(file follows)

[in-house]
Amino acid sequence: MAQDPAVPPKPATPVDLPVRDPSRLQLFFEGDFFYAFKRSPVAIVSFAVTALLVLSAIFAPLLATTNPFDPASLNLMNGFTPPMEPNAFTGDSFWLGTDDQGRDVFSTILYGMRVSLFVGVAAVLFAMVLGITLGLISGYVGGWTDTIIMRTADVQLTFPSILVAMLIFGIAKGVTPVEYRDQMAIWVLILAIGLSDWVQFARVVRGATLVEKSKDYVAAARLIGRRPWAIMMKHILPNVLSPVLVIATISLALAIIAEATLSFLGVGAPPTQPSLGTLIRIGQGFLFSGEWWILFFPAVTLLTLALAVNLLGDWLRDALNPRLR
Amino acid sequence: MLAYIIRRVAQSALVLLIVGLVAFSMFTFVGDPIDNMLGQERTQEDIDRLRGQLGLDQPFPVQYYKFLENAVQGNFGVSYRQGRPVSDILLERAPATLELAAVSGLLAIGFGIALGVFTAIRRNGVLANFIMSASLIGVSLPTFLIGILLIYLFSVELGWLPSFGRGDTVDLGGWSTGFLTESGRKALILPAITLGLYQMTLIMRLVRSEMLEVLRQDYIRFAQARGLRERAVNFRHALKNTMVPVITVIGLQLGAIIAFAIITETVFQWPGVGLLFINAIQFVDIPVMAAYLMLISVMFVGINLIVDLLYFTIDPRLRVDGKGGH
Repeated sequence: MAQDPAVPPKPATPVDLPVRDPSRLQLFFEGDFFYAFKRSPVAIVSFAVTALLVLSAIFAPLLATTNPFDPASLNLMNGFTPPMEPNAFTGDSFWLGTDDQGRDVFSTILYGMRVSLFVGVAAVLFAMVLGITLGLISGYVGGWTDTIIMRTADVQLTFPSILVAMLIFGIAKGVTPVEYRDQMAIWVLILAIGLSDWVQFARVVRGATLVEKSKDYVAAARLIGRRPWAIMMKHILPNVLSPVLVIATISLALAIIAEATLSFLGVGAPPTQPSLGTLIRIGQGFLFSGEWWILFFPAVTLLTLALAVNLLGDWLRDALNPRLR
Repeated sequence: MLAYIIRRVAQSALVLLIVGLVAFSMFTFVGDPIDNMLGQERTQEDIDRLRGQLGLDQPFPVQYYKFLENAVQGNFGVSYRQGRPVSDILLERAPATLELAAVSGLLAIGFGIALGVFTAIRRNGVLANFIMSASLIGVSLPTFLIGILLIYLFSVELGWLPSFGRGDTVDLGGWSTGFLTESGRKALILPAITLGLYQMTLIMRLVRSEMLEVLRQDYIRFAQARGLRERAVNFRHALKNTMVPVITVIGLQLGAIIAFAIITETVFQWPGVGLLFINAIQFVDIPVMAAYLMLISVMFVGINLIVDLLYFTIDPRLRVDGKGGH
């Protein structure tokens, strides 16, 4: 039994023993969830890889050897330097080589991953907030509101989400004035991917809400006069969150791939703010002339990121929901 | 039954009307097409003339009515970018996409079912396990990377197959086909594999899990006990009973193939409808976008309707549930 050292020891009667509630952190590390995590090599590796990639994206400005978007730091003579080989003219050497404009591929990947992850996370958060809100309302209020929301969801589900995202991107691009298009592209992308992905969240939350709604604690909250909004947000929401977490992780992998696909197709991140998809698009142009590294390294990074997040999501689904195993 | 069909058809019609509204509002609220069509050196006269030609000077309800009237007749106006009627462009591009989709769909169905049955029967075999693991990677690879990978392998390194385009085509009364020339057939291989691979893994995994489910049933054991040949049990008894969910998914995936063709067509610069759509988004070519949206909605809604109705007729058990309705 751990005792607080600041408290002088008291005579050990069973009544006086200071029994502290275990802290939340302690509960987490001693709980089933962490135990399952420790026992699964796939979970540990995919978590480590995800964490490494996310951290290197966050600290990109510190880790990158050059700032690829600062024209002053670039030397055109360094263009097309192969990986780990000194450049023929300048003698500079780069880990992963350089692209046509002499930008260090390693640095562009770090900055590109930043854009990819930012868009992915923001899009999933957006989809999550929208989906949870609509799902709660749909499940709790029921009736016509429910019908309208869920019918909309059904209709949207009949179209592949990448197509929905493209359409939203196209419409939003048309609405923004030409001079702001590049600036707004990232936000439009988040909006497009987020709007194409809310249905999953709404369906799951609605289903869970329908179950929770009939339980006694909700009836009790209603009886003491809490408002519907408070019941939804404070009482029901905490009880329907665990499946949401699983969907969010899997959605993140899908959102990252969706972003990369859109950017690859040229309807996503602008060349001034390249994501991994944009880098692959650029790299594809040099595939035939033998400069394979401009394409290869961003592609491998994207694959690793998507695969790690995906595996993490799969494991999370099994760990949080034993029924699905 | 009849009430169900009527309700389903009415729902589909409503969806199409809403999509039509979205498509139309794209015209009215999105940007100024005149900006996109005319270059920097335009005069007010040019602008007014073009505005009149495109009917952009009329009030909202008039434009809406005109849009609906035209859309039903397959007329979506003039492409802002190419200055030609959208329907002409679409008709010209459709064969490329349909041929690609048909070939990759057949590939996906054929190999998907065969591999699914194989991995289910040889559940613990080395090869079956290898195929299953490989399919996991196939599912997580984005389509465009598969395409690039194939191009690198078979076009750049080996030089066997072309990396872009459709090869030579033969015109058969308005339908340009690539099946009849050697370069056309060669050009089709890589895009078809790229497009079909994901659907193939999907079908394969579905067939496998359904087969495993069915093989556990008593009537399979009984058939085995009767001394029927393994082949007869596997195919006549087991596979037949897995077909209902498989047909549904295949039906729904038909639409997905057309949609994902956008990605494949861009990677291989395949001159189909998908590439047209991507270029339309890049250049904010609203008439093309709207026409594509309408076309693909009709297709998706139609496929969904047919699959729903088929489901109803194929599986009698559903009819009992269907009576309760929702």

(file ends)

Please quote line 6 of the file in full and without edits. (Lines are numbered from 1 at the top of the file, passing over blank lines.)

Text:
């Protein structure tokens, strides 16, 4: 039994023993969830890889050897330097080589991953907030509101989400004035991917809400006069969150791939703010002339990121929901 | 039954009307097409003339009515970018996409079912396990990377197959086909594999899990006990009973193939409808976008309707549930 050292020891009667509630952190590390995590090599590796990639994206400005978007730091003579080989003219050497404009591929990947992850996370958060809100309302209020929301969801589900995202991107691009298009592209992308992905969240939350709604604690909250909004947000929401977490992780992998696909197709991140998809698009142009590294390294990074997040999501689904195993 | 069909058809019609509204509002609220069509050196006269030609000077309800009237007749106006009627462009591009989709769909169905049955029967075999693991990677690879990978392998390194385009085509009364020339057939291989691979893994995994489910049933054991040949049990008894969910998914995936063709067509610069759509988004070519949206909605809604109705007729058990309705 751990005792607080600041408290002088008291005579050990069973009544006086200071029994502290275990802290939340302690509960987490001693709980089933962490135990399952420790026992699964796939979970540990995919978590480590995800964490490494996310951290290197966050600290990109510190880790990158050059700032690829600062024209002053670039030397055109360094263009097309192969990986780990000194450049023929300048003698500079780069880990992963350089692209046509002499930008260090390693640095562009770090900055590109930043854009990819930012868009992915923001899009999933957006989809999550929208989906949870609509799902709660749909499940709790029921009736016509429910019908309208869920019918909309059904209709949207009949179209592949990448197509929905493209359409939203196209419409939003048309609405923004030409001079702001590049600036707004990232936000439009988040909006497009987020709007194409809310249905999953709404369906799951609605289903869970329908179950929770009939339980006694909700009836009790209603009886003491809490408002519907408070019941939804404070009482029901905490009880329907665990499946949401699983969907969010899997959605993140899908959102990252969706972003990369859109950017690859040229309807996503602008060349001034390249994501991994944009880098692959650029790299594809040099595939035939033998400069394979401009394409290869961003592609491998994207694959690793998507695969790690995906595996993490799969494991999370099994760990949080034993029924699905 | 009849009430169900009527309700389903009415729902589909409503969806199409809403999509039509979205498509139309794209015209009215999105940007100024005149900006996109005319270059920097335009005069007010040019602008007014073009505005009149495109009917952009009329009030909202008039434009809406005109849009609906035209859309039903397959007329979506003039492409802002190419200055030609959208329907002409679409008709010209459709064969490329349909041929690609048909070939990759057949590939996906054929190999998907065969591999699914194989991995289910040889559940613990080395090869079956290898195929299953490989399919996991196939599912997580984005389509465009598969395409690039194939191009690198078979076009750049080996030089066997072309990396872009459709090869030579033969015109058969308005339908340009690539099946009849050697370069056309060669050009089709890589895009078809790229497009079909994901659907193939999907079908394969579905067939496998359904087969495993069915093989556990008593009537399979009984058939085995009767001394029927393994082949007869596997195919006549087991596979037949897995077909209902498989047909549904295949039906729904038909639409997905057309949609994902956008990605494949861009990677291989395949001159189909998908590439047209991507270029339309890049250049904010609203008439093309709207026409594509309408076309693909009709297709998706139609496929969904047919699959729903088929489901109803194929599986009698559903009819009992269907009576309760929702």